Overall agreement was poor to fair on whose primary role it was for specific medication reconciliation tasks from admission through discharge (Table 1). Clinicians mainly agreed that it was a physician's responsibility to decide which medications should be continued or discontinued on admission and discharge, although agreement between attending and resident physicians varied. Fisher exact test revealed significant differences in agreement among attending and resident physicians, nurses, and pharmacists to obtain and document a medication history on admission (P=0.001), provide a list of the discharge medications (P<0.001), or educate patients on the postdischarge medication regimen (P<0.001). For these tasks, the physician, nurse, pharmacist or a combination of these clinicians (multiple category) were each identified to be responsible.

Role Agreement for Specific Medication Reconciliation Tasks
Response to who is responsible
Clinician Attending Resident Nurse Pharmacist Multiple*
  • NOTE: Survey responses included 7 attending physicians, 14 resident physicians, 35 nurses, and 22 pharmacists. Agreement on who is responsible for specific medication reconciliation tasks significantly differs across clinician groups when P<0.05. *The multiple category represents choosing more than 1 type of clinician to be responsible for a particular medication reconciliation task.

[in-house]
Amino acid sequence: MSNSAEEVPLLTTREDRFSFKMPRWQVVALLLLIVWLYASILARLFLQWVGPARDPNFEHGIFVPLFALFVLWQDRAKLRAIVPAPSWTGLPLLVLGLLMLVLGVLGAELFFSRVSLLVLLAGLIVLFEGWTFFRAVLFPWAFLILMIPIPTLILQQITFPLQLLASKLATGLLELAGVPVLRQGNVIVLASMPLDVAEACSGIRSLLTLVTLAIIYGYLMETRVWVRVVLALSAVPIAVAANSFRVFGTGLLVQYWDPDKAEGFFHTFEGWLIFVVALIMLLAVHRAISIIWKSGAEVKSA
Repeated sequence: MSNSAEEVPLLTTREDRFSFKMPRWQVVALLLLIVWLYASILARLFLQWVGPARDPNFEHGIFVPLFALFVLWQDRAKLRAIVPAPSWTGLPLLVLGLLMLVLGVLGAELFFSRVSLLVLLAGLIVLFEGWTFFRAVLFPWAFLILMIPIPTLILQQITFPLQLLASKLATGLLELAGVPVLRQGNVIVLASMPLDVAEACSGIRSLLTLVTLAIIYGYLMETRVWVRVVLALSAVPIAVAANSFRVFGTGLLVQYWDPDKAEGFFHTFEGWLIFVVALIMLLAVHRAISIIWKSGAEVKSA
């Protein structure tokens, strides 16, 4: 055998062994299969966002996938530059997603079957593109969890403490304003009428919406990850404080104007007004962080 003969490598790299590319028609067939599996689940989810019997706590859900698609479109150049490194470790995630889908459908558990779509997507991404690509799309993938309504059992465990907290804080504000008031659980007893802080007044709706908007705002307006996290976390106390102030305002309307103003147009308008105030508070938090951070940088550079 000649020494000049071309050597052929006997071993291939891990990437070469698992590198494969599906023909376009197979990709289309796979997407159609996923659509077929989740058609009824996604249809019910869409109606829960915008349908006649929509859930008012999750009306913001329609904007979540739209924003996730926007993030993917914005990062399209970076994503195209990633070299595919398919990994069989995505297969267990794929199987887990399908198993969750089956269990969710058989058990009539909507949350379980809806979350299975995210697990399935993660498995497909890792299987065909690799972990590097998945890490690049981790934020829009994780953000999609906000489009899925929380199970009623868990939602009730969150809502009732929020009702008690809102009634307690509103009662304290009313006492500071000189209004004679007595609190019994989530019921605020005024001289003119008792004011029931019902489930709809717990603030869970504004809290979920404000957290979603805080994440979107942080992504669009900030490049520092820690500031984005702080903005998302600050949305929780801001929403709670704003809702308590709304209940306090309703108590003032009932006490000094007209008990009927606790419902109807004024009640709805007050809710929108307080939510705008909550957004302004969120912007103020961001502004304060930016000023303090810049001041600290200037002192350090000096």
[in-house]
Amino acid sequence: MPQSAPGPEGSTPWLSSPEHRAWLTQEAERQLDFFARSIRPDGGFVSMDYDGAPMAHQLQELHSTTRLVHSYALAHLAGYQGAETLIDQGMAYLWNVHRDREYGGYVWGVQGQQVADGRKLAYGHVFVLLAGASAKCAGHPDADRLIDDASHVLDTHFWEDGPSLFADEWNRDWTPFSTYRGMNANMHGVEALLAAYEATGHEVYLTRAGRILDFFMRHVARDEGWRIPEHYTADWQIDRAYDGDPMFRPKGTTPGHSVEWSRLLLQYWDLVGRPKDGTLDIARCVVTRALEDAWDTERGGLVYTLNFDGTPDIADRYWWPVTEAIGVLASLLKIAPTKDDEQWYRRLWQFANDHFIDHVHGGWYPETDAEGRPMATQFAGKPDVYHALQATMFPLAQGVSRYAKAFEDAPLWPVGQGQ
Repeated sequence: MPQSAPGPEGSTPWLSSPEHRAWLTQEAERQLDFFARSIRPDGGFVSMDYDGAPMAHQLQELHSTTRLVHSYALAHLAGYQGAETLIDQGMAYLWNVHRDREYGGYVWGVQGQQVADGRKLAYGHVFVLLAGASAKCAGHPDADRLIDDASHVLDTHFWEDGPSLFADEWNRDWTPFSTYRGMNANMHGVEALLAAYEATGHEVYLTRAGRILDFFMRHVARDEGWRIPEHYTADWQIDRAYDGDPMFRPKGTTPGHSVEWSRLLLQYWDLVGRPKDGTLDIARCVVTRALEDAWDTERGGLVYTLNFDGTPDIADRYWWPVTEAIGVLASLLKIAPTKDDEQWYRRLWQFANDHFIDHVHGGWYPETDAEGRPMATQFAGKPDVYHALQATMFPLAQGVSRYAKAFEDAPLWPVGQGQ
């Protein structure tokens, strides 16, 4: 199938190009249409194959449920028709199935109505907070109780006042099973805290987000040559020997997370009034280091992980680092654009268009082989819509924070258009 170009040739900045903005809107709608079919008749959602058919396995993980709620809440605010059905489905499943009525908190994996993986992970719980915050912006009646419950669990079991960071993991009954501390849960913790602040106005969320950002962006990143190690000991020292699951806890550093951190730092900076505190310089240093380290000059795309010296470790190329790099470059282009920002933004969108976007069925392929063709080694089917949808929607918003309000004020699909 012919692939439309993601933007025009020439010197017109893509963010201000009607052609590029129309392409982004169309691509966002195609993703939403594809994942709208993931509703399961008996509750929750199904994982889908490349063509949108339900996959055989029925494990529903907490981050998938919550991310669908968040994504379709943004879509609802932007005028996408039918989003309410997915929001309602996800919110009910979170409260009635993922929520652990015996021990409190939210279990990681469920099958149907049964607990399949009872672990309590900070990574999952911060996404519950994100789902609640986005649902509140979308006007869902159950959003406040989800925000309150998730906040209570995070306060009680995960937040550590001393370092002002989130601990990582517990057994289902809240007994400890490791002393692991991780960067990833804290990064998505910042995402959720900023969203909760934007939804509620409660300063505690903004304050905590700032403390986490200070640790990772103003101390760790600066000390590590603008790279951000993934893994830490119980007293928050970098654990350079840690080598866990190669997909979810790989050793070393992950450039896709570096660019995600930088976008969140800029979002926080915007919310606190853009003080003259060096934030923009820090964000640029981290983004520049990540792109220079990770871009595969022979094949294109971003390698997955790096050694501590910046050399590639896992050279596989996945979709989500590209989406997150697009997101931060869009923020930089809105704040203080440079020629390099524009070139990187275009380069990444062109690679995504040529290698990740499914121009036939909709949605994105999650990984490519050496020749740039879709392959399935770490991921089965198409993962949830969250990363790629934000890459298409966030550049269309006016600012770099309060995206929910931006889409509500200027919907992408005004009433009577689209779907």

A. On admission, obtaining and documenting the patient's medication history (P=0.001)
Attending 1 (14%) 6 (86%) 0 0 0
Resident 0 14 (100%) 0 0 0
Nurse 6 (17%) 20 (57%) 5 (14%) 2 (6%) 2 (6%)
Pharmacist 1 (5%) 9 (41%) 0 10 (45%) 2 (9%)
B. On admission, deciding which medications will be continued or discontinued (P=0.027)
Attending 6 (86%) 1 (14%) 0 0 0
Resident 3 (21%) 11 (79%) 0 0 0
Nurse 12 (34%) 22 (63%) 0 0 1 (3%)
Pharmacist 4 (18%) 15 (68%) 0 2 (9%) 1 (5%)
C. On discharge, deciding which medications will be continued or discontinued (P=0.123)
Attending 6 (86%) 1 (14%) 0 0 0
Resident 5 (36%) 9 (64%) 0 0 0
Nurse 10 (29%) 15 (43%) 1 (3%) 1 (3%) 8 (23%)
Pharmacist 5 (23%) 12 (55%) 1 (5%) 0 4 (18%)
D. On discharge, providing a list of the discharge medications to the patient (P<0.001)
Attending 1 (14%) 6 (86%) 0 0 0
Resident 0 13 (93%) 0 1 (7%) 0
Nurse 2 (6%) 22 (63%) 3 (11%) 6 (17%) 2 (6%)
Pharmacist 0 4 (18%) 2 (9%) 14 (64%) 2 (9%)
E. On discharge, educating the patient on the postdischarge medication regimen (P<0.001)
Attending 1 (14%) 4 (57%) 1 (14%) 1 (14%) 0
Resident 0 4 (29%) 8 (57%) 2 (14%) 0